Know­ing its own shop­pers

Cus­tomers find it all at Farm & Fleet

Milwaukee Journal Sentinel - - BUSINESS - STEVE JAGLER

The sub­ject line on the email in my in­box stated, “Take your tail­gate party to the next level with these recipes from Blain’s Farm & Fleet.”

The email in­cluded recipes for Crock-Pot cheese­burger fries, ba­con sriracha queso, loaded tater tot skew­ers, “over the moon” pizza dip, cheesy meat­ball bites, buffalo chicken jalapeno pop­pers and more.

Enough to make the mouth wa­ter, for sure. But wait a minute: Why is Blain’s Farm & Fleet send­ing me tail­gate recipes for foods that it doesn’t even sell? Surely this must be some type of mis­take?

Farm & Fleet may not sell gro­ceries, aside from bags of choco­lates, nuts and jerky. But the re­tailer is keenly aware that its clien­tele is likely to go tail­gat­ing at a Green Bay Pack­ers or Wis­con­sin Badgers foot­ball game this fall.

And if they’re go­ing, they will need out­door gar­ments and gear to keep warm and to sit on, and they may need a por­ta­ble grill or a cooler — all of which are sold by Farm & Fleet.

The emailed recipes re­flect one of Farm & Fleet’s core strate­gic busi­ness philoso­phies: Know your cus­tomers and meet them where they live.

“Ab­so­lutely. We were at the Packer game yes­ter­day, tail­gat­ing. We think about our cus­tomers that way,” said Jane Blain Gilbert­son, CEO of the Janesville-based com­pany. “We sell prod­ucts that peo­ple can use tail­gat­ing. We think about our cus­tomers as our neigh­bors. And neigh­bors share recipes.”

Blain’s Farm & Fleet has grown to op­er­ate 38 stores and have 4,400 employees through­out Wis­con­sin, Iowa and Illi­nois. The com­pany plans to open two more stores at as-yet-undis­closed lo­ca­tions next year.

Re­plete with the scents of fer­til­izer and tires, if Farm & Fleet stores seem com­fort­able and fa­mil­iar to their Mid­west­ern shop­pers, that is an in­ten­tional and de­lib­er­ate out­come, Gilbert­son said.

Farm & Fleet mon­i­tors its cus­tomers closely and then pro­vides mer­chan­dise to ac­com­mo­date them and their life­styles.

You like free-range chick­ens or eggs? The store sells poul­try bed­ding and or­ganic feed.

You want to grow your own fruits and veg­eta­bles? The store sells jars and can­ning equip­ment.

You have a han­ker­ing for some fresh maple syrup? The store sells tree-tap­ping equip­ment to get it done.

You want to keep your feet warm to sur­vive a Wis­con­sin win­ter? The com­pany de­vel­oped its own pri­vate-la­bel Work N’ Sport boots.

And along the way, Farm & Fleet con­tin­ues to in­no­vate. One of its most re­mark­able in­no­va­tions came in 2003. On March 3 of that year, Tom Woy­chik, an em­ployee at the com­pany’s Janesville dis­tri­bu­tion cen­ter, suf­fered a heart at­tack, col­lapsed and died on the job.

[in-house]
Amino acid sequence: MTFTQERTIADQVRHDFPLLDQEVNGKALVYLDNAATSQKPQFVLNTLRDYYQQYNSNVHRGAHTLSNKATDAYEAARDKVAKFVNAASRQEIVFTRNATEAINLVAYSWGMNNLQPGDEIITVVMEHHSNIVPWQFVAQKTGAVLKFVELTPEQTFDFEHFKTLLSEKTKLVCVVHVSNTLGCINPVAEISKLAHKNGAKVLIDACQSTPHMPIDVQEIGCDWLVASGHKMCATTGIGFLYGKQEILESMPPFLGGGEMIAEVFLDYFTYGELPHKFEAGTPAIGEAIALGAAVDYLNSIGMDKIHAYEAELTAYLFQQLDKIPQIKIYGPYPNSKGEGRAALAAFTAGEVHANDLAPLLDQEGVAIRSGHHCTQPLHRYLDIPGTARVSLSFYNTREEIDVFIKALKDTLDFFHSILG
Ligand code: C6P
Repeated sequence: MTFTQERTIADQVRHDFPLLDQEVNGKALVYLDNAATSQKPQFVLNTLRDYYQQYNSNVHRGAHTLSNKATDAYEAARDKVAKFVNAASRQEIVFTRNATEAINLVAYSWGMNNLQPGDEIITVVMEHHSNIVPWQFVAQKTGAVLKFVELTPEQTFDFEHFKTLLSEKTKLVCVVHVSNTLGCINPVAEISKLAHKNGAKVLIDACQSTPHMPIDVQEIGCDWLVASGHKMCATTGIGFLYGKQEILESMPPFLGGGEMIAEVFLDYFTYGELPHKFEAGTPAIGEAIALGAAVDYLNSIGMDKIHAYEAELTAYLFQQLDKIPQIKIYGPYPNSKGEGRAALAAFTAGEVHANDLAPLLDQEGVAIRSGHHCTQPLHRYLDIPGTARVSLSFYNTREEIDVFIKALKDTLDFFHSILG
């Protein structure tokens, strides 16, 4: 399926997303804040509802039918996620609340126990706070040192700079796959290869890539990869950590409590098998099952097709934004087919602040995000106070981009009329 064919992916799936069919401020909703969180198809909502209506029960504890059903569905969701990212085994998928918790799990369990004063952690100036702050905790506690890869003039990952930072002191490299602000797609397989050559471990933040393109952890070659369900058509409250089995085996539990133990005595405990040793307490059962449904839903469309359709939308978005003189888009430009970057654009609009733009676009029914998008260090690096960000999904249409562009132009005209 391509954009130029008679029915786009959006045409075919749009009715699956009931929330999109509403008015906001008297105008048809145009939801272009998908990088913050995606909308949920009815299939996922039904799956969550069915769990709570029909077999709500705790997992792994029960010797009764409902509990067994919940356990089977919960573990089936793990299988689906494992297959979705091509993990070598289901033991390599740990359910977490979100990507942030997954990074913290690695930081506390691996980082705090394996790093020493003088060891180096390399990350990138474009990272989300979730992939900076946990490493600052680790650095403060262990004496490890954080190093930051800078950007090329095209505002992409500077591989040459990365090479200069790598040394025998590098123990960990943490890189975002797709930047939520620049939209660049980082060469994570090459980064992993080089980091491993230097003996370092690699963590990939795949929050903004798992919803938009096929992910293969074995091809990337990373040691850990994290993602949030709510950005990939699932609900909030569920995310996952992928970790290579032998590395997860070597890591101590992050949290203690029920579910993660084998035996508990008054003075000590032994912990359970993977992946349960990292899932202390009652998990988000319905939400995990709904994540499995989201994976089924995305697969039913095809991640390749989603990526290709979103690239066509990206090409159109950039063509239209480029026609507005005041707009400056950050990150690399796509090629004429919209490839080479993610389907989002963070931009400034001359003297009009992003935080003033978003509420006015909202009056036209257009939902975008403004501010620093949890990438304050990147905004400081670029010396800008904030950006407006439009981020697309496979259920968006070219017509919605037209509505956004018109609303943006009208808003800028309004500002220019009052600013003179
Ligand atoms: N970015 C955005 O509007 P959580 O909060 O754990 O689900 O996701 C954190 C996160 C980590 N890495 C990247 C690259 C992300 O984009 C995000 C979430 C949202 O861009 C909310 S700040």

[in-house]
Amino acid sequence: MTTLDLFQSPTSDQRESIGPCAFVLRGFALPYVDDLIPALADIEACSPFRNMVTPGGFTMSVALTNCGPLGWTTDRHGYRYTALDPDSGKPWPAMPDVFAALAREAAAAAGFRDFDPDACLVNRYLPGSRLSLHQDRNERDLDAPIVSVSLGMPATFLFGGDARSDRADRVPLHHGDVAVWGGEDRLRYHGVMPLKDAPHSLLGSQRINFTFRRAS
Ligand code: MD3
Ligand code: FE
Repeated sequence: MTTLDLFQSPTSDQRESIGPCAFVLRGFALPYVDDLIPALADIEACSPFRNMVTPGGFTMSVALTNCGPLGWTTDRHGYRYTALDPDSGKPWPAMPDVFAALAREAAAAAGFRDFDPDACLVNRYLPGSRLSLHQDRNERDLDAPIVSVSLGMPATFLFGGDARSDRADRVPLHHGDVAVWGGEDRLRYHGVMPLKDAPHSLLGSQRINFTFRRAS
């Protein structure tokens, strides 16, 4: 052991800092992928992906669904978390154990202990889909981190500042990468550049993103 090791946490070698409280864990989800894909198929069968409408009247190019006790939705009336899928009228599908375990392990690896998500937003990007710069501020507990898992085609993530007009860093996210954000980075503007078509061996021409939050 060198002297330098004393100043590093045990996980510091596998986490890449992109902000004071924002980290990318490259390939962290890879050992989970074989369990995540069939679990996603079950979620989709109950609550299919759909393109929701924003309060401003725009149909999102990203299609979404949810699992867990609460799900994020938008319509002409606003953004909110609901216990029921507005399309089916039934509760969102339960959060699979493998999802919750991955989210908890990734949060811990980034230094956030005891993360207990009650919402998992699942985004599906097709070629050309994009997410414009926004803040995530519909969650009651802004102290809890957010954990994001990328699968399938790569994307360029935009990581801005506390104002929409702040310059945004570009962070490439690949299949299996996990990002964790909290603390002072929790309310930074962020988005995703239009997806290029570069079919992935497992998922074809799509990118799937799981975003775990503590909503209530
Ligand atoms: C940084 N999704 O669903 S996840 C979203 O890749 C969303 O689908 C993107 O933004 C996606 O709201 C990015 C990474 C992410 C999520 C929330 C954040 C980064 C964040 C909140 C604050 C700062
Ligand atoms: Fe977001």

“It shook our peo­ple to the core,” Gilbert­son said.

By Septem­ber of that year, the com­pany be­gan in­stalling au­to­mated ex­ter­nal de­fib­ril­la­tor de­vices in all of its stores. The man­age­ment teams at the stores and dis­tri­bu­tion cen­ters were trained to pro­vide car­diopul­monary re­sus­ci­ta­tion.

Over the years, ac­cord­ing to Gilbert­son, the de­vices and train­ing have helped save the lives of seven peo­ple, in­clud­ing employees and cus­tomers.

“Be­ing fam­ily-owned al­lows us to con­cen­trate on the right things,” Gilbert­son said. “In 62 years, we’ve been for­tu­nate to never close a store, to never leave a com­mu­nity. And we have no plans to do so. … It re­ally comes down to trust.”

While we’re here, let’s pro­vide the an­swers to some ques­tions so many Wis­con­sin res­i­dents have asked over the years: What’s the dif­fer­ence be­tween Blain’s Farm & Fleet and Mills Fleet Farm? Aren’t they the same stores? Don’t they sell the same things?

Blain’s Farm & Fleet was founded in Janesville by Gilbert­son’s fa­ther, Bert Blain, and his brother, Claude Blain, in 1955.

Mills Fleet Farm was founded later that year in Brain­erd, Minn., by Ste­wart Mills Sr., along with his sons, Henry Mills II and Ste­wart Mills Jr.

Though both re­tail chains were in­spired by a North Dakota firm’s orig­i­nal co-op con­cept, they are in­de­pen­dent com­pa­nies. Con­trary to ur­ban leg­end, they were not split up be­cause of a fam­ily feud or a divorce set­tle­ment.

As both chains be­gan to grow, they made a “gen­tle­men’s agree­ment” to jointly pur­chase whole­sale mer­chan­dise and avoid com­pet­ing in “each other’s back­yards,” Gilbert­son said.

Mills Fleet Farm was sold last year to Kohlberg Kravis Roberts, a pri­vate eq­uity firm.

“I’m sad­dened to see many fam­i­ly­owned busi­nesses be­ing taken over by Wall Street pri­vate eq­uity firms,” Gilbert­son said.

Over the years, it will be in­ter­est­ing to see if the new cor­po­rate hi­er­ar­chy at Mills — while Blain’s re­mains fam­ily-owned — re­sults in more dif­fer­ences be­tween the two chains.

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